Navigation Links
Use of AEDs in hospitals for cardiac arrest not linked with improved survival
Date:11/15/2010

While automated external defibrillators improve survival for out-of-hospital cardiac arrest, an analysis of data indicates their use for cardiac arrest in a hospital does not result in an improved rate of survival, according to a study in the November 17 issue of JAMA. The study is being released early online because it will be presented at the American Heart Association's annual meeting.

Use of automated external defibrillators (AEDs) has been proposed as a strategy to reduce times to defibrillation and improve survival from cardiac arrests that occur in the hospital setting, according to background information in the article. However, current evidence to support the use of AEDs in hospitals has been mixed and limited to single-center studies. Also, these devices may be less effective or potentially harmful when used in hospitals where only 1 in 5 hospitalized patients have initial cardiac arrest rhythms that respond to defibrillation. "Before the widespread dissemination of AEDs in hospitals, it therefore becomes critical to demonstrate that AED use improves survival," the authors write.

Using data from the National Registry of Cardiopulmonary Resuscitation, Paul S. Chan, M.D., M.Sc., of Saint Luke's Mid America Heart Institute, Kansas City, and colleagues evaluated the association of AED use and survival after an in-hospital cardiac arrest. The study included 11,695 hospitalized patients with cardiac arrests between January 1, 2000 and August 26, 2008, at 204 U.S. hospitals following the introduction of AEDs on general hospital wards. Of these patients, 2,079 (17.8 percent) had shockable rhythms, such as ventricular fibrillation or pulseless ventricular tachycardia (rapid heart rhythm), and 9,616 (82.2 percent) had nonshockable rhythms, such as asystole or pulseless electrical activity. AEDs were used to assess initial rhythm in 4,515 patients (38.6 percent).

Overall, 2,117 patients (18.1 percent) survived to hospital discharge. Within the entire study population, the rate of survival to hospital discharge was 16.3 percent among patients in whom AEDs were used and 19.3 percent among patients in whom AEDs were not used. After multivariable adjustment for hospital site and clinical characteristics, AED use was associated with a 15 percent lower rate of survival.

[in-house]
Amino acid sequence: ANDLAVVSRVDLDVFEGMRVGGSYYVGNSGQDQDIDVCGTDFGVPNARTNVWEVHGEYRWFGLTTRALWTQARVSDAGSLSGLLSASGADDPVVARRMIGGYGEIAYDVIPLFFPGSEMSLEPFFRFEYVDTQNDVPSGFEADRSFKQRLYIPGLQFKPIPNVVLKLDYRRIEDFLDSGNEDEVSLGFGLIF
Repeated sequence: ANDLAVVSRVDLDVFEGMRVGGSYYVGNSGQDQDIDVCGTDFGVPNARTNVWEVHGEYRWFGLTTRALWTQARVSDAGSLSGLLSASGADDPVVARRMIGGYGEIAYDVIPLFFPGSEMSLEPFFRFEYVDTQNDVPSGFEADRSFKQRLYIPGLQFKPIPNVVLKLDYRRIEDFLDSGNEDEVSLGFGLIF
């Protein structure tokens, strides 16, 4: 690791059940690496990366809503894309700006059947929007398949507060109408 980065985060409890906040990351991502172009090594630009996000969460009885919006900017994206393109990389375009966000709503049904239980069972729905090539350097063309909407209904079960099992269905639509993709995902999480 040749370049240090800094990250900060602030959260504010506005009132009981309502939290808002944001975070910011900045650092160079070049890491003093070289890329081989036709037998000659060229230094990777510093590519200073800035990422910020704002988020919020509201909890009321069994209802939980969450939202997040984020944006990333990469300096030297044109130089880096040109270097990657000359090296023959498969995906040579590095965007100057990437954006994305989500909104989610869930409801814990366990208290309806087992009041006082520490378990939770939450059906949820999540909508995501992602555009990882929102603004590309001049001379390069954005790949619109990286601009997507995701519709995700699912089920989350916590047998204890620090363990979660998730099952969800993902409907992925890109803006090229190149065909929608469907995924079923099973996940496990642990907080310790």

The association between AED use and survival to discharge differed by the initial cardiac arrest rhythm. Among the 9,616 cardiac arrests due to nonshockable rhythms, AED use was associated with a 26 percent lower in-hospital survival (10.4 percent for AED use; 15.4 percent for no AED use). In contrast, for the 2,079 cardiac arrests due to shockable rhythms, there was no association between AED use and in-hospital survival (38.4 percent for AED use; 39.8 percent for no AED use).

"Our results may appear surprising because AEDs have been shown to improve survival for witnessed out-of-hospital cardiac arrests in public locations. However, our results may differ substantially from those investigations due to differences in the initial cardiac arrest rhythm," the authors write.

The researchers note that despite lack of data on the potential benefit of AEDs in the hospital setting, hospitals have increasingly adopted the use of AEDs in patient areas in response to local and national efforts to improve defibrillation time and resuscitation survival. "Between 2003 and 2008, more than 50,000 AED units were sold to U.S. hospitals, and marketing reports project annual sales growth of 9 percent to 12 percent over the next 5 years. In light of our data, national organizations and hospitals may need to reconsider the use of AEDs in general hospital ward units or develop different strategies for using them."

(JAMA. 2010;304[19]:2129-2136. Available pre-embargo to the media at www.jamamedia.org)

Editor's Note: Please see the article for additional information, including other authors, author contributions and affiliations, financial disclosures, funding and support, etc.

Please Note: For this study, there will be multimedia content available, including the JAMA Report video, embedded and downloadable video, audio files, text, documents, and related links. This content will be available at 8 a.m. CT Monday, November 15 at www.digitalnewsrelease.com/?q=jama_3765.